In response to this application, W4W raised some points in limine.
- First, that the applicant had failed to comply with procedural requirements. However, at the hearing of this application, the respondent’s counsel conceded that the applicant was not required to proceed with an internal appeal against the respondent’s decision not to furnish her with the requested information. Section 74 of PAIA relates to an internal appeal against the decision of a public body, whereas the respondent is a private body. This point was not persisted with.
- Second, the respondent stated that the applicant had been required to exhaust the complaints procedure set out in Section 77A of PAIA prior to launching this application.
Section 78 of PAIA, which the applicant relied on, was substituted by section 110, read with paragraph 19 of the schedule to the Protection of Personal Information Act (“POPI”).
The amendment to the aforesaid provision of PAIA was effective from 30 June 2021 – so, the applicant relied on this section as it was prior to the amendment. It was the respondent’s contention that Section 78(1) of PAIA, as amended, provides for the jurisdictional requirements that must be present for this court to hear the application.
This section, as amended, states that:
‘A requester or third party may only apply to a court for appropriate relief in terms of section 82 in the following circumstances:
(a) after that requester or third party has exhausted the internal appeal procedure referred to in section 74; or
(b) after that requester or third party has exhausted the complaints procedure referred to in section 77A.’
 Section 77A(2) of PAIA states that:
‘A requester –
(a) . . .
(d) aggrieved by a decision of the head of a private body –
(i) to refuse a request for access; or
(ii) taken in terms of section 54, 57(1) or 60;
may within 180 days of the decision, submit a complaint, alleging that the decision was not in compliance with this Act, to the Information Regulator in the prescribed manner and form for appropriate relief.’
It was the respondent’s submission that the applicant launched this application on 22 September 2021, after the amendment of PAIA had taken place. In the respondent’s opinion, the applicant was required to submit a complaint to the Information Regulator after the respondent denied her access to the requested information.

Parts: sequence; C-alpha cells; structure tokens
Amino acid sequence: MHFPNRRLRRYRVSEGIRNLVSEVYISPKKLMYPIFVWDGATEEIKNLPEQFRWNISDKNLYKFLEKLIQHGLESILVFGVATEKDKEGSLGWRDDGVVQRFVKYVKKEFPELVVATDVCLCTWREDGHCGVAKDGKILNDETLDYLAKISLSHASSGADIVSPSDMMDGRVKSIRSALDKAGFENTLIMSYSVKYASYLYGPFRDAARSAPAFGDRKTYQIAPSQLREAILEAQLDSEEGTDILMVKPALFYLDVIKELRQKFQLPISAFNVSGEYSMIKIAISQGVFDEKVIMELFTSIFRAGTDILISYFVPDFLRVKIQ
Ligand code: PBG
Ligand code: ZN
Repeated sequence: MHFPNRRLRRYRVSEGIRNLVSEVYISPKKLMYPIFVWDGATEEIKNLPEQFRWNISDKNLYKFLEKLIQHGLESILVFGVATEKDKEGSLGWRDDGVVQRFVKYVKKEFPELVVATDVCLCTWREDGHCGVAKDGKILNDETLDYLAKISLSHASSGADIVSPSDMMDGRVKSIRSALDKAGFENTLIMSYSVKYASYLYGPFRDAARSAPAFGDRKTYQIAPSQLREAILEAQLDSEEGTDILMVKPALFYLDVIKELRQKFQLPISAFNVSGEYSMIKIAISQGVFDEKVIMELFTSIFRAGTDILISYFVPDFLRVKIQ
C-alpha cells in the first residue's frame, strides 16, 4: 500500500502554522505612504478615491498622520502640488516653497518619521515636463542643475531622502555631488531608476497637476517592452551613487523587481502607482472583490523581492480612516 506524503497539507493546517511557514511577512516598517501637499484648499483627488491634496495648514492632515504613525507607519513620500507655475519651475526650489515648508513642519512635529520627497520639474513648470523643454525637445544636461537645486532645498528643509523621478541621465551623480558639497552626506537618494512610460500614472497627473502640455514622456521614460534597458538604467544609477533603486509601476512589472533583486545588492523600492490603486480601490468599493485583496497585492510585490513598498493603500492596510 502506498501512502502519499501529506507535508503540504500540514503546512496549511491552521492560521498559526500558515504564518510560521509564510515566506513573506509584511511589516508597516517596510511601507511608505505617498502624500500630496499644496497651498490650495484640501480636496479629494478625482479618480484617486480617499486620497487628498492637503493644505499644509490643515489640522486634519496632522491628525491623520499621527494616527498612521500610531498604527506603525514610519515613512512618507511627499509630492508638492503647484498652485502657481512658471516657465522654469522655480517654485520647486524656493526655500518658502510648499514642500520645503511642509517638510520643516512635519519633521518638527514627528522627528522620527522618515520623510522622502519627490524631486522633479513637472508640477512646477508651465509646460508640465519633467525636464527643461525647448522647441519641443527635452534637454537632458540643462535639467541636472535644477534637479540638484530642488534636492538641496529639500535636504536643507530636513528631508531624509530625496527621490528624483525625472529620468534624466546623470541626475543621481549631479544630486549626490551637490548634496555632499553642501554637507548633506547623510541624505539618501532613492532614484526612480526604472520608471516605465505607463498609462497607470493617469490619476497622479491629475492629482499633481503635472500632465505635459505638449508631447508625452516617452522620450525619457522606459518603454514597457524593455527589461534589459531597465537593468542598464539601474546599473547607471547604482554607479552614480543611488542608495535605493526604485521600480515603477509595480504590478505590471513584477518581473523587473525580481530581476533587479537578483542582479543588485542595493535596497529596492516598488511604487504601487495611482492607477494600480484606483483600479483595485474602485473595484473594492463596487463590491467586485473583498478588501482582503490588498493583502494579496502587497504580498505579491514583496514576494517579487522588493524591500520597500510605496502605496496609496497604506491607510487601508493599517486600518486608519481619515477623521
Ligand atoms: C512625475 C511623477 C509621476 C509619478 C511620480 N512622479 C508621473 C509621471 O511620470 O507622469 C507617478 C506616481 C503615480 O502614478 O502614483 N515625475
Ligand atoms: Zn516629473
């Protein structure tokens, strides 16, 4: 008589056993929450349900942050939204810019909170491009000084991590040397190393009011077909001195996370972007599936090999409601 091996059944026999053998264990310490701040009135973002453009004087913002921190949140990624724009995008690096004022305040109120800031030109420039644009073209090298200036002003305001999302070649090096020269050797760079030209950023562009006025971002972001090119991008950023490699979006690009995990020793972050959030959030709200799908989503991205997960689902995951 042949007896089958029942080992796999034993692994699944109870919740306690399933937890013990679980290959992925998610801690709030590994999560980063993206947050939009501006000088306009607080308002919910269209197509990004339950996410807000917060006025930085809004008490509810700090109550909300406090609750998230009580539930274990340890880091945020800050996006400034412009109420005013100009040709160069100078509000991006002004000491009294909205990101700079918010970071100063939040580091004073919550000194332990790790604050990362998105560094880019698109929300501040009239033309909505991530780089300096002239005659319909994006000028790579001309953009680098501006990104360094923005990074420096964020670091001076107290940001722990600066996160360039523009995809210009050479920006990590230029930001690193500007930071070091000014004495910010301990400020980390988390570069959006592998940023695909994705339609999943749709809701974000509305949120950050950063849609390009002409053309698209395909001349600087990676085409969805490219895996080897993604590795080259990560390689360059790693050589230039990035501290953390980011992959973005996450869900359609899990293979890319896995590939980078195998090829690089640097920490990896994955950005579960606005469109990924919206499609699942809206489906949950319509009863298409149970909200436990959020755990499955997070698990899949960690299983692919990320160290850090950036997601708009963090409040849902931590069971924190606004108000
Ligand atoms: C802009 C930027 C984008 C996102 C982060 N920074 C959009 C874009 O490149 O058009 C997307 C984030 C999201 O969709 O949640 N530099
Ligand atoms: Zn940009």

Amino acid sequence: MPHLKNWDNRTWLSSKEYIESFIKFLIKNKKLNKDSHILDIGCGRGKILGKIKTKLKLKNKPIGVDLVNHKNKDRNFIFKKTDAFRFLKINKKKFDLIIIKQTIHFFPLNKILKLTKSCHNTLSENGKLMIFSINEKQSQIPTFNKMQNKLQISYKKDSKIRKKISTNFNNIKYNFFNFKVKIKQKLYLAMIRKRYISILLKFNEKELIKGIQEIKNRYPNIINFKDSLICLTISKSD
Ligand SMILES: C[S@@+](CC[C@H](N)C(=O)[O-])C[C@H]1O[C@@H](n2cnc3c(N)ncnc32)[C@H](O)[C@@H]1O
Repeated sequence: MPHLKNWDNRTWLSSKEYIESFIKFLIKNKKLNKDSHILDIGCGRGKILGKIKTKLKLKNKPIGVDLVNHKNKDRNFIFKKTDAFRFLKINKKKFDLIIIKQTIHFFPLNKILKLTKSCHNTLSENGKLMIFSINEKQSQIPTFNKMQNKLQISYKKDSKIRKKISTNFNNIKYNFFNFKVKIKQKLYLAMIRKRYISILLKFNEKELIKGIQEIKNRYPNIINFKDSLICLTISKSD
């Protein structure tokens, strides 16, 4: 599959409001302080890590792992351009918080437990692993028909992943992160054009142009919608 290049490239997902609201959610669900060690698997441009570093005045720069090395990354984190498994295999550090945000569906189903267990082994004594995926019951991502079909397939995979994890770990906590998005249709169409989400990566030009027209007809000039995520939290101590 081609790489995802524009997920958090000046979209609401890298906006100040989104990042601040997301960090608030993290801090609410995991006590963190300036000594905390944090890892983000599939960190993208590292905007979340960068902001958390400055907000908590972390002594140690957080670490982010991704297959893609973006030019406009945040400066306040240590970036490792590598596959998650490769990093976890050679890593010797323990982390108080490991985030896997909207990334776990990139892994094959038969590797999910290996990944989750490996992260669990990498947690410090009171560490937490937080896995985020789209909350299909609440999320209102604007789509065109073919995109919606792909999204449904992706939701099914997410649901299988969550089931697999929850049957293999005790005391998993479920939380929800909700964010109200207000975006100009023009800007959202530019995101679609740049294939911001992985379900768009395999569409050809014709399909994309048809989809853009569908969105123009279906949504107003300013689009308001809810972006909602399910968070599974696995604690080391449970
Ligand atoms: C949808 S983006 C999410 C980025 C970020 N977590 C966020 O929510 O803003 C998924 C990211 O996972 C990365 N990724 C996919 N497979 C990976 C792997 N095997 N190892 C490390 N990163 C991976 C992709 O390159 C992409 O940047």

No complaint to that effect was submitted by the applicant. An application to this court for appropriate relief was premature, as the jurisdictional requirements have not been met. The respondent therefore requested that this application be dismissed on this ground alone.
 On the merits, it was stated that the applicant has been given access to the documents she requested, by such documents having been placed on their website. The said documents were annexed by the applicant in her founding affidavit. The respondent went a step further and requested the applicant to attend a meeting with the respondent’s auditors to discuss the issues related to the respondent.
 The respondent stated that the requested information is not necessary for the exercise of applicant’s rights. Notably, the request in the Form C differs from the request in the application. In the Form C, she requested:
‘Annual reports for Women4Women, which includes narrative reports, financial statements, as well as the Accounting Officer’s reports for the financial year 2019, 2020 and 2021 as required in terms of the Non Profit Organisations Act. I also request the Constitution of Women4Women.’
In this application, the applicant requested:
‘The general ledgers, other documents and books used in preparation of the Respondent’s financial statements in respect of 2018, 2019, 2020 and 2021.’
As stated by the respondent, the applicant needed to be clear and unequivocal in her request. In other words, she needed to comply with the peremptory provisions of PAIA, and failure to do so renders this application fatally defective.
In Fortuin v Cobra Promotions CC it was stated [High Court per John Grogan AJ]:
‘The Information Act [ie PAIA] affords subjects an extraordinary remedy, which could be open to abuse. This is why the Legislature states in clear terms that persons to whom requests are addressed should be appraised, not only of why the requester seeks the information, but should also be given an explanation for the request. Without this information, the person to whom the request is addressed cannot evaluate whether the requirements of section 50(1), which obliges disclosure, have been met. Like that provision, both subsections of section 53 are cast in peremptory terms. Failure to specify the right the requester seeks to exercise or protect and to provide an explanation for why the information is required will generally be fatal to a request.’
 In the respondent’s view, no evidence was provided that the applicant requested the ‘required’ documents or information to exercise her rights. In the respondent’s opinion, the applicant indicated in Form C that she required the documents to exercise her right to